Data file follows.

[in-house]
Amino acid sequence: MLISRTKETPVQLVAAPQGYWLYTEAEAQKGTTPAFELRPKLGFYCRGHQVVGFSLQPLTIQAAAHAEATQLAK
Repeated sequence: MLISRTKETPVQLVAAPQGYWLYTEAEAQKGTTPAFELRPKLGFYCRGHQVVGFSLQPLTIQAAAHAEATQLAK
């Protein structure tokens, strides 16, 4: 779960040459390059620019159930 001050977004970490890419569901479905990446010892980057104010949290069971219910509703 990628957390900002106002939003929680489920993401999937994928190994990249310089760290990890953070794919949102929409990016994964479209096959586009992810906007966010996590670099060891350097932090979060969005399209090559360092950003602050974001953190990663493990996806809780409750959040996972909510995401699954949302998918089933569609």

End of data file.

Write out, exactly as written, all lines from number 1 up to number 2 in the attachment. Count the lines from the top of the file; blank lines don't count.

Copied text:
[in-house]
Amino acid sequence: MLISRTKETPVQLVAAPQGYWLYTEAEAQKGTTPAFELRPKLGFYCRGHQVVGFSLQPLTIQAAAHAEATQLAK